Passengers Speak Out About Wife's Desperation - KLTV.com - Tyler, Longview, Jacksonville |ETX News

12/8/05-Miami, FL

Passengers Speak Out About Wife's Desperation

Witnesses aboard an American Airlines jetliner say that Rigoberto Alpizar's wife pursued him, saying he was mentally ill, just before federal marshals shot and killed him. Air marshals said Alpizar had announced he was carrying a bomb.

Later, no explosives were found. The incident remains under investigation.

"She was chasing after him," said fellow passenger Alan Tirpak. "She was just saying her husband was sick, her husband was sick." When the woman returned, "she just kept saying the same thing over and over, and that's when we heard the shots."

Another passenger, Mary Gardner of Orlando, said she also overheard Alpizar's wife. "I heard her say, 'he's bipolar, he doesn't have his medicine,'" Gardner recalled.

Ellen Sutliff, who said she sat near Alpizar, described him as agitated, even before he boarded the plane. His wife kept coaxing him, "We just have to get through customs. Please, please help me get through this," according to Sutliff.

"We're going to be home soon, and everything will be all right," Sutliff quoted the wife as saying.

Alpizar's mother-in-law told CNN affiliate WKMG that he suffered from bipolar disorder.

Accounts vary on whether Alpizar had announced he had a bomb.

Tirpak said he didn't hear Alpizar say anything.

Dave Adams, a spokesman for the Federal Air Marshal Service, said Alpizar had run up and down the plane's aisle yelling, "I have a bomb in my bag."

Adams said Alpizar fled the aircraft when marshals confronted him on the boarding bridge.

"They asked the gentleman, 'Drop your bag, drop your bag. Come to the ground. I'm a federal law enforcement officer. Police. Drop your bag,'" Adams told CNN.

"He failed to comply with their commands, continued approaching the air marshals claiming he had a bomb in his bag. And then they ordered him again down to the ground. He didn't."

The marshals fired two or three shots when Alpizar appeared to reach into his bag, Adams said.

"Based on their training they had to take the appropriate action to diffuse the situation to prevent a danger to themselves and also passengers in the terminal," Adams said.

One law enforcement source said the backpack had drawn attention, because Alpizar wore it over his chest, not his back.

It was the first time a federal air marshal fired a weapon at someone since the program was bolstered after the September 11, 2001, terrorist attacks.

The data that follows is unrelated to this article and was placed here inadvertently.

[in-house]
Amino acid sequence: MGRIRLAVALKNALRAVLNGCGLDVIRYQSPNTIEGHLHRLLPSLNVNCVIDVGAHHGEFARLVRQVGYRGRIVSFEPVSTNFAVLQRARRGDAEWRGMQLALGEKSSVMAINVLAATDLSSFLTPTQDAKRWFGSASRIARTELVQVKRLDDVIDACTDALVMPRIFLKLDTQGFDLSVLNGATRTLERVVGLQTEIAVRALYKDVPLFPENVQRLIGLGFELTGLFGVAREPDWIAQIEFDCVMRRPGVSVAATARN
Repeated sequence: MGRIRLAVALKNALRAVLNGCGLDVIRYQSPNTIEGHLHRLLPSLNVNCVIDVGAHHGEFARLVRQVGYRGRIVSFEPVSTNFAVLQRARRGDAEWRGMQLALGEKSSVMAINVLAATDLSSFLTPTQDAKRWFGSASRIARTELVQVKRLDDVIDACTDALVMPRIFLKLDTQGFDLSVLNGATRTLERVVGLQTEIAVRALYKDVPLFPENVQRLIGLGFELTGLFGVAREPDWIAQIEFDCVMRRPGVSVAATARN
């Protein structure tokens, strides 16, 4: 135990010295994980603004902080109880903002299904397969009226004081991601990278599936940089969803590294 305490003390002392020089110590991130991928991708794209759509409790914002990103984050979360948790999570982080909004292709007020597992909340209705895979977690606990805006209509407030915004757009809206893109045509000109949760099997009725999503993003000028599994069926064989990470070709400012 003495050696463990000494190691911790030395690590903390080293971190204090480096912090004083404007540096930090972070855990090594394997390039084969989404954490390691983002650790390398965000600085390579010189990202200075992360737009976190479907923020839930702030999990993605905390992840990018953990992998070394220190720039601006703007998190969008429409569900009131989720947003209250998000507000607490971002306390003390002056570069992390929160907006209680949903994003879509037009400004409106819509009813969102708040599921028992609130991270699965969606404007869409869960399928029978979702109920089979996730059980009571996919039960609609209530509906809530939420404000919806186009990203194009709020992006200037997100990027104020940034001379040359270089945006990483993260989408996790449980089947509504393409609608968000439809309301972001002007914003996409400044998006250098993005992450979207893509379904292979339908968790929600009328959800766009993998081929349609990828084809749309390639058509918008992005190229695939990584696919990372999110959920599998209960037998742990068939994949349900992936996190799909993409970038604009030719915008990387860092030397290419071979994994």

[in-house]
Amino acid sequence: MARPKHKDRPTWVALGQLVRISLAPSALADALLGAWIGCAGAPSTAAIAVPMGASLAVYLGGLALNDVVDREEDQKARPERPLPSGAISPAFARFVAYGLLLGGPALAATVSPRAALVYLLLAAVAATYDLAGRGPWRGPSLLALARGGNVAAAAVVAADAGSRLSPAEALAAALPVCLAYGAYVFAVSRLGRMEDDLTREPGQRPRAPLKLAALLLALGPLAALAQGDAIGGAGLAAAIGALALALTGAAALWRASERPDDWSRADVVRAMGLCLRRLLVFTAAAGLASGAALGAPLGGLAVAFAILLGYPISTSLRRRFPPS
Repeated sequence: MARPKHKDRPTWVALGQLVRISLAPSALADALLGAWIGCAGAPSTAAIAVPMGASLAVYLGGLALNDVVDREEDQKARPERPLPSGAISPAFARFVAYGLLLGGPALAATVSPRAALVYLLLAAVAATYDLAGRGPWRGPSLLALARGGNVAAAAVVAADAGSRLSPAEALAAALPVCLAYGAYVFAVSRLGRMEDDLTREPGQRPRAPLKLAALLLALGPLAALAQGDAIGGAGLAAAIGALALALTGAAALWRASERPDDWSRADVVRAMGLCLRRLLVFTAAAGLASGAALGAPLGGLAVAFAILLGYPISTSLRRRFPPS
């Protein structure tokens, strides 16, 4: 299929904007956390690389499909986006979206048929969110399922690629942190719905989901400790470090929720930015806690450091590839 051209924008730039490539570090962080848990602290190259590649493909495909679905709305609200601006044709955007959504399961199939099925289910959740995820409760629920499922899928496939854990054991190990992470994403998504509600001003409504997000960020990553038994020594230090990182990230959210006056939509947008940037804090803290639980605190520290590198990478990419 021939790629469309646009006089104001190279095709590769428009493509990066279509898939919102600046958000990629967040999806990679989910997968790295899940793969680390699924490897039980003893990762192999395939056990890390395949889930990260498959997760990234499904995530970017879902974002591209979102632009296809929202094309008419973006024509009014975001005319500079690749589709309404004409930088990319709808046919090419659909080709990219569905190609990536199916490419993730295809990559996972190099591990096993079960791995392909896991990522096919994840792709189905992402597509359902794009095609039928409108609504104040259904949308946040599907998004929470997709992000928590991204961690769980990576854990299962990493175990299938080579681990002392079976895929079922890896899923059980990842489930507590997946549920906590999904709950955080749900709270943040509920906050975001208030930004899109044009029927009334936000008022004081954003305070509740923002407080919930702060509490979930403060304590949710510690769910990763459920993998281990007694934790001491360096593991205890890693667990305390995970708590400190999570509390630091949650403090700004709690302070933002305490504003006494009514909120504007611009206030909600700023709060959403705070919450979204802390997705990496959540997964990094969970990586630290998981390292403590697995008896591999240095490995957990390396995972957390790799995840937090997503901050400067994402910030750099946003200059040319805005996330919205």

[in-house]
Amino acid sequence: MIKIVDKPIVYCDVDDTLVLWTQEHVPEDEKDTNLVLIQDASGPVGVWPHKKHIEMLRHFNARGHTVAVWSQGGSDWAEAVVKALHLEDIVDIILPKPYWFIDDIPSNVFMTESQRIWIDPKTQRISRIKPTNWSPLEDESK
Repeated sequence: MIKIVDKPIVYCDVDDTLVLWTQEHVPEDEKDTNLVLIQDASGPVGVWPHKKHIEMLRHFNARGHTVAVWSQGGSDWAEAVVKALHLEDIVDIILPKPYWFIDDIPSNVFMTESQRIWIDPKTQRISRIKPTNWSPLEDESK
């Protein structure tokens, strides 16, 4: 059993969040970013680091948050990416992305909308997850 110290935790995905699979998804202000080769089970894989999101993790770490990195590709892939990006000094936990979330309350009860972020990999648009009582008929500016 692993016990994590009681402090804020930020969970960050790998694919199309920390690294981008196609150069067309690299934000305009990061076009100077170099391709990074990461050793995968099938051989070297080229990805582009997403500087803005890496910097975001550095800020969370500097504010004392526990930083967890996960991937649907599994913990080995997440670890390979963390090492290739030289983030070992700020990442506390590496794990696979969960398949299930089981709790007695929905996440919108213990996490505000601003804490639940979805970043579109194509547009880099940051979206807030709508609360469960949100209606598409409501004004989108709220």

The two marshals who fired at Alpizar were placed on administrative leave pending the investigation, the air marshal service said.

The agency said Alpizar was not on any terror watch lists.

Marshals on plane

Gardner said that before the shooting, a fight broke out between the Alpizars. She said she was comforted after an airline pilot seated beside her said air marshals were on the plane and aware of the situation.

Gardner said the situation became more tense when the wife received a phone call on the plane.

"There was something going on that just was not right, and the pilot told me, he said ... 'Look, there's a marshal right there, they know what's going on. We're covered.'

"So we all felt fine, and then, of course, everything happened."

Alpizar ran off the plane clutching a bag, chased by a man in a Hawaiian shirt, passenger Mike Beshears told CNN. That man turned out to be one of the two air marshals.

Beshears said he did not hear Alpizar say anything. "He just was in a hurry and exited the plane," he said.

Alpizar's wife also followed him part of the way down the aisle, then returned to her seat saying, her husband was sick and she needed to get his bags, Beshears said.

"After she passed back toward her seat ... a number of shots rang out -- at least five, up to six, shots rang out. And I saw the flight attendants returning, running down first class toward coach, and we were all told 'Get down, get down.'

"The gentleman's wife had made it back up," Beshears recalled. "And about the time she got to the row in which we were crouched, the flight attendant -- I have to commend her on the way she handled the situation -- she actually intercepted the lady and took her down in the aisle with myself and a guy."

Marshals entered the plane and ordered everyone to put their hands on their heads, while they searched it, Gardner said.

After the shooting, investigators took passengers' luggage off the plane, and an explosives team blew open Alpizar's luggage on the tarmac. A subsequent search of Alpizar's backpack and luggage aboard the aircraft turned up no sign of a bomb, Bauer said.

Neighbors recall Alpizar as the guy next door

Alpizar, a U.S. citizen, had boarded American Airlines Flight 924 in Miami to fly to Orlando, Florida. The 44-year-old Maitland, Florida, resident had just connected from a flight from Ecuador.

Neighbors and family described him as a nice guy and said the image that federal marshals painted of him was at odds with the man they knew.

A neighbor, Janice Tweedie, called Alpizar "very friendly and helpful to people around the neighborhood ... a very pleasant person, he and his wife both."

"I've never seen any erratic behavior from him at all," Tweedie said.

Alpizar moved to the United States from Costa Rica in 1986 and worked for Home Depot, his brother-in-law, Steven Buechner, told CNN. He said that Alpizar and his wife had been in South America since the day after Thanksgiving to help out her uncle, a volunteer dentist.

Buechner said the couple had no children and that he was unaware of any mental health issues Alpizar may have had.

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